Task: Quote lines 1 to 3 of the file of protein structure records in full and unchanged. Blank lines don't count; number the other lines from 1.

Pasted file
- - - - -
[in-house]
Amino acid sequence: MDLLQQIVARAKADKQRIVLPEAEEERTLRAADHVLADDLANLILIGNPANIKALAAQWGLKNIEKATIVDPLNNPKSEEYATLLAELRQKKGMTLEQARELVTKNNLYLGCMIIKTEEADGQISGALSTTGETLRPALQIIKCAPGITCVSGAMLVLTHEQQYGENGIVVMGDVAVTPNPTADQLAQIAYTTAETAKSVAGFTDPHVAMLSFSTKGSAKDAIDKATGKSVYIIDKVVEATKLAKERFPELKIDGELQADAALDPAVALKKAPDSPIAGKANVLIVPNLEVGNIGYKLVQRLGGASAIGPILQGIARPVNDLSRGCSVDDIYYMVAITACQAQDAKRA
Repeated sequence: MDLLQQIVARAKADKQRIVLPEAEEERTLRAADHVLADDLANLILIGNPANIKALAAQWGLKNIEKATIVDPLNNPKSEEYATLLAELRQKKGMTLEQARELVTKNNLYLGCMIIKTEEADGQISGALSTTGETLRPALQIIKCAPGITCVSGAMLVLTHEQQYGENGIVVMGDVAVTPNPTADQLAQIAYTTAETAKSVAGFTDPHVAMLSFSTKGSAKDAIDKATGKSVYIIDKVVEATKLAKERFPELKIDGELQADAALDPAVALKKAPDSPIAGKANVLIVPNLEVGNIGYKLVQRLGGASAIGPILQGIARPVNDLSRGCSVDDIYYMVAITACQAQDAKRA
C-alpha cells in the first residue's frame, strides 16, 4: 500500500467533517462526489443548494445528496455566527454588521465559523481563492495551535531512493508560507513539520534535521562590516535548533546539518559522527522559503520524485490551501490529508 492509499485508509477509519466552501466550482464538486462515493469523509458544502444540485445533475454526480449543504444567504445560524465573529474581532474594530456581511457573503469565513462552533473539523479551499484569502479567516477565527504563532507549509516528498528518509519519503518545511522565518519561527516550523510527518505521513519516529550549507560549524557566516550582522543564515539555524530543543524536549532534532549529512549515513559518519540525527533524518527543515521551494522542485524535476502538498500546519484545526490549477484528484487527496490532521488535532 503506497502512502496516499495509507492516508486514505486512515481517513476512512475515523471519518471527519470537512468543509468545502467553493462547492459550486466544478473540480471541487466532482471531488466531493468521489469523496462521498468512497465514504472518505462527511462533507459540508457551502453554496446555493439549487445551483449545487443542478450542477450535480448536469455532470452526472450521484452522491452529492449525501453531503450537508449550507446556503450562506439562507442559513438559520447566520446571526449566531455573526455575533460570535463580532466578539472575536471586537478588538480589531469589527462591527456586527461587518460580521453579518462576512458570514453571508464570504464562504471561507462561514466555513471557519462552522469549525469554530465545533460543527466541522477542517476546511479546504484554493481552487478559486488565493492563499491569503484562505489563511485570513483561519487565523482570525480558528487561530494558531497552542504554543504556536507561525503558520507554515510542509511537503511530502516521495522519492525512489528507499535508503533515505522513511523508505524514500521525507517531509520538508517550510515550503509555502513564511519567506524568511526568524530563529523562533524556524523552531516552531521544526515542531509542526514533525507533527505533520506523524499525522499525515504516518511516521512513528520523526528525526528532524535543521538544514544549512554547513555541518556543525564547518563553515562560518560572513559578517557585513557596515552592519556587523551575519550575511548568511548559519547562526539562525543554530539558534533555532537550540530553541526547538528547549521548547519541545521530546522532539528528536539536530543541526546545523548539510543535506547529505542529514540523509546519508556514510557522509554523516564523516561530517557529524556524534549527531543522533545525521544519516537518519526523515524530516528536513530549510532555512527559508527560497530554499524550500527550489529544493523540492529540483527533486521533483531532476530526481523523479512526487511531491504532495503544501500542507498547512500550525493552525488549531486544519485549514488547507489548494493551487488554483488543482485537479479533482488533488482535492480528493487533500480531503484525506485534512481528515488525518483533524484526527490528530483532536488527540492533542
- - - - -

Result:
[in-house]
Amino acid sequence: MDLLQQIVARAKADKQRIVLPEAEEERTLRAADHVLADDLANLILIGNPANIKALAAQWGLKNIEKATIVDPLNNPKSEEYATLLAELRQKKGMTLEQARELVTKNNLYLGCMIIKTEEADGQISGALSTTGETLRPALQIIKCAPGITCVSGAMLVLTHEQQYGENGIVVMGDVAVTPNPTADQLAQIAYTTAETAKSVAGFTDPHVAMLSFSTKGSAKDAIDKATGKSVYIIDKVVEATKLAKERFPELKIDGELQADAALDPAVALKKAPDSPIAGKANVLIVPNLEVGNIGYKLVQRLGGASAIGPILQGIARPVNDLSRGCSVDDIYYMVAITACQAQDAKRA
Repeated sequence: MDLLQQIVARAKADKQRIVLPEAEEERTLRAADHVLADDLANLILIGNPANIKALAAQWGLKNIEKATIVDPLNNPKSEEYATLLAELRQKKGMTLEQARELVTKNNLYLGCMIIKTEEADGQISGALSTTGETLRPALQIIKCAPGITCVSGAMLVLTHEQQYGENGIVVMGDVAVTPNPTADQLAQIAYTTAETAKSVAGFTDPHVAMLSFSTKGSAKDAIDKATGKSVYIIDKVVEATKLAKERFPELKIDGELQADAALDPAVALKKAPDSPIAGKANVLIVPNLEVGNIGYKLVQRLGGASAIGPILQGIARPVNDLSRGCSVDDIYYMVAITACQAQDAKRA